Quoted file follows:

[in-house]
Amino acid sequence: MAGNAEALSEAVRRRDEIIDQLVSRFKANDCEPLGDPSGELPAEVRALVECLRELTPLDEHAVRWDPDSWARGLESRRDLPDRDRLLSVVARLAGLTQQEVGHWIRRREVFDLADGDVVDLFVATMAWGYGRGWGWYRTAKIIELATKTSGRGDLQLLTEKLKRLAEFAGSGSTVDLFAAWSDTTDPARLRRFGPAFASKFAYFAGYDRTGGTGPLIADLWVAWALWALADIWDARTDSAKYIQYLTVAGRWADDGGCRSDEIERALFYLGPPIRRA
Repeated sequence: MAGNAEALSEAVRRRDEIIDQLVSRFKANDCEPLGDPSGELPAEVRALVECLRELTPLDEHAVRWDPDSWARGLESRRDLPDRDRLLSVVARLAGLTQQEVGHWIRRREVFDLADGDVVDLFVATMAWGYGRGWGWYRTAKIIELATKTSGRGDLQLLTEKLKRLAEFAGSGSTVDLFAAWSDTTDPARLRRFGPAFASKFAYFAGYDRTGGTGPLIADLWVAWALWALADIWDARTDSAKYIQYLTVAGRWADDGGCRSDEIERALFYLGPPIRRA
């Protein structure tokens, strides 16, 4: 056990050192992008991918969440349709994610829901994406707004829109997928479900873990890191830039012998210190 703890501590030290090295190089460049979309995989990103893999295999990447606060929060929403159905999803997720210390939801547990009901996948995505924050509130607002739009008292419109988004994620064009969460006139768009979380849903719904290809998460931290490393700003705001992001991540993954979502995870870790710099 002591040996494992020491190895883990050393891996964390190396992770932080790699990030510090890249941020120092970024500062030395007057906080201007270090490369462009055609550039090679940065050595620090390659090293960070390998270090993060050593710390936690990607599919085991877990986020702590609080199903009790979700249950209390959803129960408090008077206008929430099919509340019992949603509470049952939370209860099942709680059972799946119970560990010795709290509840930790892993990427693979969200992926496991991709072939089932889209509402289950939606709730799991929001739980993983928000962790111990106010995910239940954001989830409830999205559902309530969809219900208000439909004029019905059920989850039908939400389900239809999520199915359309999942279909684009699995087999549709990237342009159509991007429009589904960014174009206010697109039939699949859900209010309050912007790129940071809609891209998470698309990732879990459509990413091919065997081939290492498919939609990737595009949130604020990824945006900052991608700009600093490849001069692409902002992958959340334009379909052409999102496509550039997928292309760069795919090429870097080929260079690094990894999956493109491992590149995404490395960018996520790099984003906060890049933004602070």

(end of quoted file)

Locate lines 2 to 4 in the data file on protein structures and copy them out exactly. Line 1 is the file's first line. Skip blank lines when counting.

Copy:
Amino acid sequence: MAGNAEALSEAVRRRDEIIDQLVSRFKANDCEPLGDPSGELPAEVRALVECLRELTPLDEHAVRWDPDSWARGLESRRDLPDRDRLLSVVARLAGLTQQEVGHWIRRREVFDLADGDVVDLFVATMAWGYGRGWGWYRTAKIIELATKTSGRGDLQLLTEKLKRLAEFAGSGSTVDLFAAWSDTTDPARLRRFGPAFASKFAYFAGYDRTGGTGPLIADLWVAWALWALADIWDARTDSAKYIQYLTVAGRWADDGGCRSDEIERALFYLGPPIRRA
Repeated sequence: MAGNAEALSEAVRRRDEIIDQLVSRFKANDCEPLGDPSGELPAEVRALVECLRELTPLDEHAVRWDPDSWARGLESRRDLPDRDRLLSVVARLAGLTQQEVGHWIRRREVFDLADGDVVDLFVATMAWGYGRGWGWYRTAKIIELATKTSGRGDLQLLTEKLKRLAEFAGSGSTVDLFAAWSDTTDPARLRRFGPAFASKFAYFAGYDRTGGTGPLIADLWVAWALWALADIWDARTDSAKYIQYLTVAGRWADDGGCRSDEIERALFYLGPPIRRA
């Protein structure tokens, strides 16, 4: 056990050192992008991918969440349709994610829901994406707004829109997928479900873990890191830039012998210190 703890501590030290090295190089460049979309995989990103893999295999990447606060929060929403159905999803997720210390939801547990009901996948995505924050509130607002739009008292419109988004994620064009969460006139768009979380849903719904290809998460931290490393700003705001992001991540993954979502995870870790710099 002591040996494992020491190895883990050393891996964390190396992770932080790699990030510090890249941020120092970024500062030395007057906080201007270090490369462009055609550039090679940065050595620090390659090293960070390998270090993060050593710390936690990607599919085991877990986020702590609080199903009790979700249950209390959803129960408090008077206008929430099919509340019992949603509470049952939370209860099942709680059972799946119970560990010795709290509840930790892993990427693979969200992926496991991709072939089932889209509402289950939606709730799991929001739980993983928000962790111990106010995910239940954001989830409830999205559902309530969809219900208000439909004029019905059920989850039908939400389900239809999520199915359309999942279909684009699995087999549709990237342009159509991007429009589904960014174009206010697109039939699949859900209010309050912007790129940071809609891209998470698309990732879990459509990413091919065997081939290492498919939609990737595009949130604020990824945006900052991608700009600093490849001069692409902002992958959340334009379909052409999102496509550039997928292309760069795919090429870097080929260079690094990894999956493109491992590149995404490395960018996520790099984003906060890049933004602070």